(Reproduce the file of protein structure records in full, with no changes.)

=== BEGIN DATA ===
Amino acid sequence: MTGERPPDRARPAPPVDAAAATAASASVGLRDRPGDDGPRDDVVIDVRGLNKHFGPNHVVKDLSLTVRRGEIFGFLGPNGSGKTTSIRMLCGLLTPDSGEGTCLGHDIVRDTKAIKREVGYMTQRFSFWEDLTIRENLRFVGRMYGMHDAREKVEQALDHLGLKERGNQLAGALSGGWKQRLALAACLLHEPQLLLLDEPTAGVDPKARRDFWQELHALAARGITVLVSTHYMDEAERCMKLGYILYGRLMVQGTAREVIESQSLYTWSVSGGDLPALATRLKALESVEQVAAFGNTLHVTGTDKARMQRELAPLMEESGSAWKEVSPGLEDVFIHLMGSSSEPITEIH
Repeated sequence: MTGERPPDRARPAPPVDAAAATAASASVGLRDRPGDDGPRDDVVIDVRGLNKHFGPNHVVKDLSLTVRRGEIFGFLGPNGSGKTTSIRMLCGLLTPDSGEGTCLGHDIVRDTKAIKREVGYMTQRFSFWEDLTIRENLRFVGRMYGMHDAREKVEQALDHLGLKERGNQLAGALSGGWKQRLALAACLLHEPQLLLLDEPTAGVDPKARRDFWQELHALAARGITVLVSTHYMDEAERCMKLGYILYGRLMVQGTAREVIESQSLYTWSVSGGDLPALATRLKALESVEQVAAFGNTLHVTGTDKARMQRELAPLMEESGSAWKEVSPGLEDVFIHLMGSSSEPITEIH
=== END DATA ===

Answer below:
Amino acid sequence: MTGERPPDRARPAPPVDAAAATAASASVGLRDRPGDDGPRDDVVIDVRGLNKHFGPNHVVKDLSLTVRRGEIFGFLGPNGSGKTTSIRMLCGLLTPDSGEGTCLGHDIVRDTKAIKREVGYMTQRFSFWEDLTIRENLRFVGRMYGMHDAREKVEQALDHLGLKERGNQLAGALSGGWKQRLALAACLLHEPQLLLLDEPTAGVDPKARRDFWQELHALAARGITVLVSTHYMDEAERCMKLGYILYGRLMVQGTAREVIESQSLYTWSVSGGDLPALATRLKALESVEQVAAFGNTLHVTGTDKARMQRELAPLMEESGSAWKEVSPGLEDVFIHLMGSSSEPITEIH
Repeated sequence: MTGERPPDRARPAPPVDAAAATAASASVGLRDRPGDDGPRDDVVIDVRGLNKHFGPNHVVKDLSLTVRRGEIFGFLGPNGSGKTTSIRMLCGLLTPDSGEGTCLGHDIVRDTKAIKREVGYMTQRFSFWEDLTIRENLRFVGRMYGMHDAREKVEQALDHLGLKERGNQLAGALSGGWKQRLALAACLLHEPQLLLLDEPTAGVDPKARRDFWQELHALAARGITVLVSTHYMDEAERCMKLGYILYGRLMVQGTAREVIESQSLYTWSVSGGDLPALATRLKALESVEQVAAFGNTLHVTGTDKARMQRELAPLMEESGSAWKEVSPGLEDVFIHLMGSSSEPITEIH